With children having spent much more time at home – and online – than ever before during the Covid 19 lockdown there is a dilemma which dogs parents and guardians:


How can you encourage children to use the internet to explore all the wonders it holds, while keeping them safe from the nasty stuff that is prevalent on the web as well?


As an internet savvy grandmother who is very much in love with the world wide web both in my professional and personal life, it worries me. I want the kids to enjoy the advantages of all the knowledge they can absorb online, but one can’t police them all time, everywhere, in cyberspace. Even if you do, inappropriate content or undesirable communication can creep in.


The problem is how to keep a child’s interest sparked and their confidence high without putting them off of the internet altogether.


It’s a matter that concerns Google too – they want the next generation to be (in their words) “internet legends”. They’ve partnered up with Parentzone, the UK experts in digital family life; the PSHE Association, a national body for personal social, health and economic education; and Internet Matters, a source of advice to help parents keep their children safe online.

Becoming Confident Digital Citizens


Working with these bodies, and drawing on their own expertise, Google has put together a comprehensive programme aimed at empowering parents and teachers to help children become smart, safe internet explorers and “confident digital citizens”.


This is a different approach to the one taken by most concerned parents, which is to limit internet time and use apps or software to track their offspring’s online activity. Instead, the Google campaign seems to advocate giving children free rein to explore the internet, armed with the knowledge of how to recognise, and deal with, any menacing digital hazards they may come across.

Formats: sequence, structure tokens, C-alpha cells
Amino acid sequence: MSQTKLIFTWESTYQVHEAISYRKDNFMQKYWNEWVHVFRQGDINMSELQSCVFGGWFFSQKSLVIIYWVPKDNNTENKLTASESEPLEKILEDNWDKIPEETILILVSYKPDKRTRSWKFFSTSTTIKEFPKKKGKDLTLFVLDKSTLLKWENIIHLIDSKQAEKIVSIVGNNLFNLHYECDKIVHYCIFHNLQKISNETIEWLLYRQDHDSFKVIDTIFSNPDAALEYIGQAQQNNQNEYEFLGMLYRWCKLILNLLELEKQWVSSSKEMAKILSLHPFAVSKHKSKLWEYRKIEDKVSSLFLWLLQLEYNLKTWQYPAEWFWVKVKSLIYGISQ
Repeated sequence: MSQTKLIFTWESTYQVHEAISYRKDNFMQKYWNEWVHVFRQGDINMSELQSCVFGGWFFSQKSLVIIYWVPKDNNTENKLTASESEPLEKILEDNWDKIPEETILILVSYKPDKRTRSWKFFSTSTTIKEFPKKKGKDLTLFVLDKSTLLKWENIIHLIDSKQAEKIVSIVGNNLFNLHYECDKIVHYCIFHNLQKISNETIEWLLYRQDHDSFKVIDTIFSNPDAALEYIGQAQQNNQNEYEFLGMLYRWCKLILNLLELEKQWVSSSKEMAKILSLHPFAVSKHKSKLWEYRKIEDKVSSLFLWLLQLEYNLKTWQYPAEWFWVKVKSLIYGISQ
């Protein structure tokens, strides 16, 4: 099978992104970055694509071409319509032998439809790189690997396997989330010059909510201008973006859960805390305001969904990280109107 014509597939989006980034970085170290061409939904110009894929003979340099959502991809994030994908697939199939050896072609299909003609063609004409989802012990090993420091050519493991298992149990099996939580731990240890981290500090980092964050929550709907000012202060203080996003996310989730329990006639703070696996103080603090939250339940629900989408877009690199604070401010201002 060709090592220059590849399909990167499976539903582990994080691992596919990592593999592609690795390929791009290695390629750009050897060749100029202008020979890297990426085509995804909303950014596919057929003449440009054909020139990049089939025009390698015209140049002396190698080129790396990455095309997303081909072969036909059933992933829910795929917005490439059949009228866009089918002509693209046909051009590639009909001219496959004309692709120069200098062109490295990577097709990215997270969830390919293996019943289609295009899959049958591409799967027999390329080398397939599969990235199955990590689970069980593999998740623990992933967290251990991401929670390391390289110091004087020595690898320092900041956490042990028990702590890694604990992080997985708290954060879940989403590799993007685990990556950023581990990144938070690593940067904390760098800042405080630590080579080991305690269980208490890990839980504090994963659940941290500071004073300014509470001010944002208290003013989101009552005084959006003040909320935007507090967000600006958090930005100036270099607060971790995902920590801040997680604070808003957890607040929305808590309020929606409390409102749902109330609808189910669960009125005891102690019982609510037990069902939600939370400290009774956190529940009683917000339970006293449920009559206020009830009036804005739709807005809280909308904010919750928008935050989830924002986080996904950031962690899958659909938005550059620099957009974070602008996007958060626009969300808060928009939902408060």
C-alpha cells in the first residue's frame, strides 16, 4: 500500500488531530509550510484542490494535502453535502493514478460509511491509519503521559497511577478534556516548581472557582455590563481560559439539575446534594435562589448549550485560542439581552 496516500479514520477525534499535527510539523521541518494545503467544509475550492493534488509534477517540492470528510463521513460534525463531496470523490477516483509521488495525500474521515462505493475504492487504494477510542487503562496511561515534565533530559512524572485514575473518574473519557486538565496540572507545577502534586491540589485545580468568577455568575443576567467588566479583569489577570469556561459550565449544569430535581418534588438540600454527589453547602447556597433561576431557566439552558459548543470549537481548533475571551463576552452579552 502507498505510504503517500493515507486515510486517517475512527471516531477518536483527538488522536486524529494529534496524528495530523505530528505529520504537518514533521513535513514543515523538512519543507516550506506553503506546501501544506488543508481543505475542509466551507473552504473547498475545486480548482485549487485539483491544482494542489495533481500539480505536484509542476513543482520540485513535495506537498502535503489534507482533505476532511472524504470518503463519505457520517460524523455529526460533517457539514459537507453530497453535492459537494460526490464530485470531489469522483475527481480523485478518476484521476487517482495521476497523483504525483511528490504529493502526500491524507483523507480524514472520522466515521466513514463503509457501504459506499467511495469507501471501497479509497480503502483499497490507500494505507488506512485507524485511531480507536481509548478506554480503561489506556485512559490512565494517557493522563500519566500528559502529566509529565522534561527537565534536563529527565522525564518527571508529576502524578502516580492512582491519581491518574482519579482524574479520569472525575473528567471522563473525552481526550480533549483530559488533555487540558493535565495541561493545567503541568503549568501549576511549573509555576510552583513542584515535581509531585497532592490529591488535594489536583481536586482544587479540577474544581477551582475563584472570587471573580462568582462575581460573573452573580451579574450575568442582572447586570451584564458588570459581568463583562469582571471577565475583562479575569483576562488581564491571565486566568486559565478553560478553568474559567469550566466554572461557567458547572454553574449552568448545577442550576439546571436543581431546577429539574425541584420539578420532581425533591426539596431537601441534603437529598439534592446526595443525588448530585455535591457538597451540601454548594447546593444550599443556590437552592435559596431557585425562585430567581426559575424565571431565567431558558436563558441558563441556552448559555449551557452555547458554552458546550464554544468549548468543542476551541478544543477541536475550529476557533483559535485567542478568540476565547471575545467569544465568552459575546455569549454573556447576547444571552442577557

Time will tell if this approach works – the Google programme has yet to be tested in the long term, but working as I do with the internet every day – and the creative web development team here at Dentons Digital – I think they’re on the right track.

When judging the Google “Internet Legends” approach, bear in mind this result that emerged in a Parentzone survey: 71.3% of young respondents thought their parents do not respect their privacy online. The upshot is, as one child remarked: “They try to track me so I use fake accounts so I can have some privacy.”

As any parent knows, there is nothing so attractive as forbidden fruit, so instead of removing a child’s ability to take responsibility for his/her online experience, I believe it is best to rather give him/her the tools to navigate cyberspace safely.

Five valuable lessons on Internet Use

To me the Google Be Internet Legends campaign makes a lot of sense, and at the very least serves as a valuable tool for supporting a child’s digital education. It certainly can’t do any harm.

It takes the form of five sets of fundamental lessons, accompanied with activities, which children can work through with a teacher and/or parent. These lessons encompass:

  • BE INTERNET SHARP: Smart sharing, not oversharing
  • BE INTERNET ALERT: Knowing what’s real and what’s fake
  • BE INTERNET SECURE: Keeping your information safe
  • BE INTERNET KIND: Respecting others
  • BE INTERNET BRAVE: Speaking up

Teachers and parents can download a toolkit of teaching resources and materials for free, as well as a Digital Wellbeing lesson plan designed to fit in with the national curriculum.

There’s also an accompanying set of four challenging online adventure games, called Interland, based on the key internet safety lessons.

So, why not go with Google and make turning your child into an Internet Legend part of your lockdown home-schooling regime? It’s constructive and fun – there’s nothing to lose and plenty to gain.

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About The Author

Lucille Parker

Lucille Parker

Lucille is Dentons Digital content writer, crafting SEO friendly content for clients’ websites and blogging for the company. She’s been writing for the web for more than 20 years after switching to digital from a career in print journalism.

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